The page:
Just when you thought it was safe to go back in to the water, an 8 foot shark is caught in the Potomac River. It wasn’t just any shark. It was an 8 foot deadly bull shark.
According to the Washington Post:
Willy Dean was on the Potomac River in a 22-foot skiff Tuesday morning when he realized there was something both abnormal and enormous in his net. It was a deadly 8-foot-1bull shark, a 300-pound-plus killer that had likely been feasting on cownose rays at Cornfield Harbor, just off the shores of Point Lookout State Park.
Buh bump. Buh bump. Buh bump buhbump buhbump. . . .
“When I first seen it, it was like ‘Jaws’ — we need a bigger boat!” Dean said Thursday. “I’m not kidding you. It looked huge. I didn’t know how we were gonna get it out. It’s my first shark. I’ve been fishing here a little over 30 years, and it’s the first time I’ve even seen one.”
But it wasn’t even the only one caught on the river during what has apparently become Shark Week on the Potomac. Thomas Crowder, a commercial fisherman from St. Mary’s County, said he and his crew were cutting a net near Tall Timbers on Wednesday when an even bigger bull shark was trapped. “He couldn’t swim and breathe, and he drowned,” Crowder said. “We kept saying for years that we wanted to catch a shark. . . . And Willy gets one, and then all of the sudden we get one. What are the odds? It’s just bizarre.”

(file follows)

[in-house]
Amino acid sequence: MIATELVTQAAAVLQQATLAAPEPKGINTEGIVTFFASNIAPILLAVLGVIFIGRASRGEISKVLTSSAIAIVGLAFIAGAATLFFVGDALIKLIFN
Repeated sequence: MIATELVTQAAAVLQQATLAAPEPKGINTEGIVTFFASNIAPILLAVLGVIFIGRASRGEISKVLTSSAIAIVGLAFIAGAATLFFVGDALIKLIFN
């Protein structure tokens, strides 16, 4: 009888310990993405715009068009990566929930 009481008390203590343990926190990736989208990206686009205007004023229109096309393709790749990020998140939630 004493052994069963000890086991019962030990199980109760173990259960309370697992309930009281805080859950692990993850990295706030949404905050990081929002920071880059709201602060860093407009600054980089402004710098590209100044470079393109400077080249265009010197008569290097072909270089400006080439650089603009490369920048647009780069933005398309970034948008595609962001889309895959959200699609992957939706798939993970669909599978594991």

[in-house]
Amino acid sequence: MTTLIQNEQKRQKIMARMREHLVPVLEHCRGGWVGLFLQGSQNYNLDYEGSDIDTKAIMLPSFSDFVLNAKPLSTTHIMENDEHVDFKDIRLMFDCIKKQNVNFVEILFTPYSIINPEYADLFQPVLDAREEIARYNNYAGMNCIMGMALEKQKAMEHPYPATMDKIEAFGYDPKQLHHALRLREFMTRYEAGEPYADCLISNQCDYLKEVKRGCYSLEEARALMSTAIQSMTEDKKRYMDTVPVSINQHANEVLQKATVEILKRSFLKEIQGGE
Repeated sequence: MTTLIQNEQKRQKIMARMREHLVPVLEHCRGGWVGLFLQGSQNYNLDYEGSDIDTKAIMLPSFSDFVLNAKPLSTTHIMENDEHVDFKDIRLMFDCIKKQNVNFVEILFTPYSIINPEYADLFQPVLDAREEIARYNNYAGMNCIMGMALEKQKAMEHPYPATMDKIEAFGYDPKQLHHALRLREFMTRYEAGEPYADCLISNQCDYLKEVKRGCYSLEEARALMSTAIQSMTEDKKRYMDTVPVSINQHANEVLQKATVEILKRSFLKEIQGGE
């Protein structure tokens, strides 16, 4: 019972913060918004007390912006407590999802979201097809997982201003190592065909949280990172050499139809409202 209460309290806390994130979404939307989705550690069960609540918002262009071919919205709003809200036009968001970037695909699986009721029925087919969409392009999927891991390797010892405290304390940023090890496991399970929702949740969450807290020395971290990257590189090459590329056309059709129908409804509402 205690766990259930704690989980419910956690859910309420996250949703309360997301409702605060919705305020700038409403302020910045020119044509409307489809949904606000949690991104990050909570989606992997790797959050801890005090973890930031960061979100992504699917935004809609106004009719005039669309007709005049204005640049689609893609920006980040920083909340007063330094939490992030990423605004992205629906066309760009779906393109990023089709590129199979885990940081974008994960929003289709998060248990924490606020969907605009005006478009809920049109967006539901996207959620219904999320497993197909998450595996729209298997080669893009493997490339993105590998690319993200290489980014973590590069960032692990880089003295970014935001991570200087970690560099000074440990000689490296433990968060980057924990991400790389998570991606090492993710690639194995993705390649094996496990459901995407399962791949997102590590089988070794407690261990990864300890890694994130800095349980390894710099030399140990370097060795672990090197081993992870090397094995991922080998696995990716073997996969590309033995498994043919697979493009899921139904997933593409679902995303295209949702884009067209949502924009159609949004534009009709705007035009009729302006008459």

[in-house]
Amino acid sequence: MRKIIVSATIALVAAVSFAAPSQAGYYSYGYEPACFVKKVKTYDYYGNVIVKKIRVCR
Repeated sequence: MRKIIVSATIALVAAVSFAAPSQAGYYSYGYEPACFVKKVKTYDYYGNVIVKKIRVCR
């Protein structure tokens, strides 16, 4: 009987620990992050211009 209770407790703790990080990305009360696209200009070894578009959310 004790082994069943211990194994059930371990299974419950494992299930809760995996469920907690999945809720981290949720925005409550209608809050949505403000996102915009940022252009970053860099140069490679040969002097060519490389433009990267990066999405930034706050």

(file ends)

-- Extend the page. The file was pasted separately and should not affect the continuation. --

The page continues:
Crowder measured the shark (8 feet, 3 inches), took a few photos, then dumped it back into the river, its stomach split open to keep it from floating.
Bull sharks — among the world’s most dangerous fish, at least for humans, ranking right up there with great whites and tiger sharks — are unique in that they can tolerate fresh river water.
But they’re almost never spotted in the Potomac or elsewhere around St. Mary’s. Ken Kaumeyer, curator of estuarine biology at the Calvert Marine Museum, thinks the last one was in 1973, “when two of them showed up in a town down here in the lower Patuxent.”
It must be global warming. Sharks are one of the oldest species on earth. Many people feel their behavior can be a harbinger. Meanwhile, be careful in the Potomac. These bad boys are from down much closer to the bay. They aren’t quite swimming in the Anacostia River.